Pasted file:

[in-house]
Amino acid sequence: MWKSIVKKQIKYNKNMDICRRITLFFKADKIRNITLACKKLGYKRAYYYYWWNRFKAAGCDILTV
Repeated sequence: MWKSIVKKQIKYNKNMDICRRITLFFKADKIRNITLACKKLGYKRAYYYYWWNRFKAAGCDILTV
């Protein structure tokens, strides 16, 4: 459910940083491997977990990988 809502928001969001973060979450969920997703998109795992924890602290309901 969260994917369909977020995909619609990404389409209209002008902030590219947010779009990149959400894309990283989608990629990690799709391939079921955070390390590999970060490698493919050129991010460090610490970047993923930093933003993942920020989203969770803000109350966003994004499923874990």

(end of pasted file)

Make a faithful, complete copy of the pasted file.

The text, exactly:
[in-house]
Amino acid sequence: MWKSIVKKQIKYNKNMDICRRITLFFKADKIRNITLACKKLGYKRAYYYYWWNRFKAAGCDILTV
Repeated sequence: MWKSIVKKQIKYNKNMDICRRITLFFKADKIRNITLACKKLGYKRAYYYYWWNRFKAAGCDILTV
């Protein structure tokens, strides 16, 4: 459910940083491997977990990988 809502928001969001973060979450969920997703998109795992924890602290309901 969260994917369909977020995909619609990404389409209209002008902030590219947010779009990149959400894309990283989608990629990690799709391939079921955070390390590999970060490698493919050129991010460090610490970047993923930093933003993942920020989203969770803000109350966003994004499923874990």